Programs Aim to Open Doors to Diversity in Cybersecurity - Higher Education
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Programs Aim to Open Doors to Diversity in Cybersecurity

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by Jamaal Abdul-Alim

Of all the networking opportunities that Alejandra Diaz got as part of Cyber Scholars — a cybersecurity program at University of Maryland, Baltimore County (UMBC) — the one that proved most pivotal is when she got invited to lunch with university president Dr. Freeman Hrabowski and Wes Bush, CEO of aerospace and defense giant Northrop Grumman.

“It was surreal to meet such important people, and I am lucky enough to say that they are now part of my professional network,” says Diaz.

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Professor Anupam Joshi, left, collaborates with his students at the University of Maryland, Baltimore County.

Professor Anupam Joshi, left, collaborates with his students at the University of Maryland, Baltimore County.

The meeting ended up being more than a chance to rub shoulders with the heads of the university and a global security firm.

Rather, the encounter afforded Diaz — who immigrated to the United States at age 5 from Peru with her parents with “virtually nothing” — the chance to speak about her experience and her quest for an internship.

“With that, I was given an interview later on and got an internship at Northrop Grumman,” Diaz recounted.

Since then, Diaz has interned twice at Northrop Grumman, where she was part of two internal research and development teams that worked on several cyber projects.

She plans to intern at the company next summer before she starts her full-time graduate work.

Profitable partnerships

Similar experiences are not hard to find among students in Cyber Scholars at UMBC and Advanced Cybersecurity Experience for Students, or ACES, at the University of Maryland, College Park. Both programs — borne through a partnership with Northrop Grumman — are credited with transforming the way industry and higher education work to bring much-needed diversity to the field of cybersecurity.

“­The University of Maryland and UMBC are hallmark partnerships for us and have enabled us to change the way academia and industry collaborate to build the cyber workforce of tomorrow and ensure students are career ready,” says Marynoele Benson, a spokesperson for Northrop Grumman Mission Systems.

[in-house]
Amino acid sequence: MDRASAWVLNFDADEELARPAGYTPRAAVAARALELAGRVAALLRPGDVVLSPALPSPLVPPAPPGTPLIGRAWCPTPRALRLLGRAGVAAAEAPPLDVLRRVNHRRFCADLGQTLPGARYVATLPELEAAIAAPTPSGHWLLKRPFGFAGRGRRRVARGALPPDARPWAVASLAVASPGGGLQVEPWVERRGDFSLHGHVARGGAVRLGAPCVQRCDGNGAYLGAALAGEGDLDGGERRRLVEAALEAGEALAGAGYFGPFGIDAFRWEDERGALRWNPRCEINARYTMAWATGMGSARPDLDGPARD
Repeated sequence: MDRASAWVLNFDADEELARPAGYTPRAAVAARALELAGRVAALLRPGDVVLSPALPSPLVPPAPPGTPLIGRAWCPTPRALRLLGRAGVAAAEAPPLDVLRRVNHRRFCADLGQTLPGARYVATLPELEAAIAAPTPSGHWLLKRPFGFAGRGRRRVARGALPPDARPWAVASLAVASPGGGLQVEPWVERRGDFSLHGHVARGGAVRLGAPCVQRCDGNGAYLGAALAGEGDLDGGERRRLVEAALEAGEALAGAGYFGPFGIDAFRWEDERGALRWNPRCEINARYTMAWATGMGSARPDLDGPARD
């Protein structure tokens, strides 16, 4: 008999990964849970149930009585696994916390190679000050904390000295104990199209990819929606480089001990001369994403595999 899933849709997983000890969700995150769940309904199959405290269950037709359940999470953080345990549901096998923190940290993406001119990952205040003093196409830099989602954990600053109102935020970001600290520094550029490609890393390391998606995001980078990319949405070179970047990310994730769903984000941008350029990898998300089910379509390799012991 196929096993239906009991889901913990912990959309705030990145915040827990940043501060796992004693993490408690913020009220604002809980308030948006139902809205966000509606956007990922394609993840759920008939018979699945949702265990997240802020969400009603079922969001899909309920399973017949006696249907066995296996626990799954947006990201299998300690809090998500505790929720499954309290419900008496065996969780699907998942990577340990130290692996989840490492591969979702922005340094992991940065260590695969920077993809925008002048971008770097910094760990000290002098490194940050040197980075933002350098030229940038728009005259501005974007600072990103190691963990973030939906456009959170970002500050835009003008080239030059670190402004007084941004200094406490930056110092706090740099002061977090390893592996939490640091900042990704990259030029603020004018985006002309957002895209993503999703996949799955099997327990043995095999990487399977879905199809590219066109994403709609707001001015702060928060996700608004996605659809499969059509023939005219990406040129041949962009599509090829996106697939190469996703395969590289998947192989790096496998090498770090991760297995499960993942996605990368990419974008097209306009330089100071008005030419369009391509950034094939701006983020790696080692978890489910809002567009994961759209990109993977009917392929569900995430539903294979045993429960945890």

Benson says the partnerships aim to “help build a diverse, talented cyber workforce in response to a critical shortage of trained professionals needed to protect our economic and national security.”

­The field currently lacks diversity. According to the federal Bureau of Labor Statistics, Blacks, Asians and Hispanics collectively make up less than 12 percent of all information security analysts.

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And women represent just under 20 percent of all information security analysts, according to the bureau.

­The demographics of the students in the Cyber Scholars program at UMBC are dramatically different. Specifically, of the 131 students in the Cyber Scholars program at UMBC, 53 percent are women and 40 percent are underrepresented minority students.

Among actual scholars — who are different in that they get scholarships, whereas affiliates and associates do not — 59 percent are women and 18.5 percent are underrepresented minority students.

At UMD, the portion of women and students of color in the ACES program has been gradually inching up, thanks to special outreach efforts, according to Dr. Michel Cukier, director of the program.

Whereas students of color were less than 10 percent and women were only about 22 percent of the inaugural incoming 2013 cohort of ACES students, today students of color represent 16 percent and women represent 35 percent of the 2016 cohort.

Cukier says the boost in the number of women is due to specific outreach efforts at middle school and high schools, summer camps and various workshops.

He says women ambassadors from ACES do outreach to introduce more female students to cybersecurity. A similar effort to have students of color serve as ACES ambassadors may also be in the works.

Cukier says the ACES program is unique in that it is the first cybersecurity program housed within a university’s honors college.

It was launched in 2013 at UMD with a $1.1 million contribution from Northrop Grumman. The gift was renewed for another $2.76 million in 2015 that covers a period of three years. The money covers some scholarships as well as a lab and some staffing, program activities and student activities.

Whereas retention rates in ACES initially didn’t surpass 80 percent, retention rates now hover in the 90 to 100 percent range — in part because the program started connecting students to internship opportunities during freshman year instead of letting them be wooed away by opportunities on the West Coast, one Northrop Grumman official explained during a recent conference on aerospace and defense.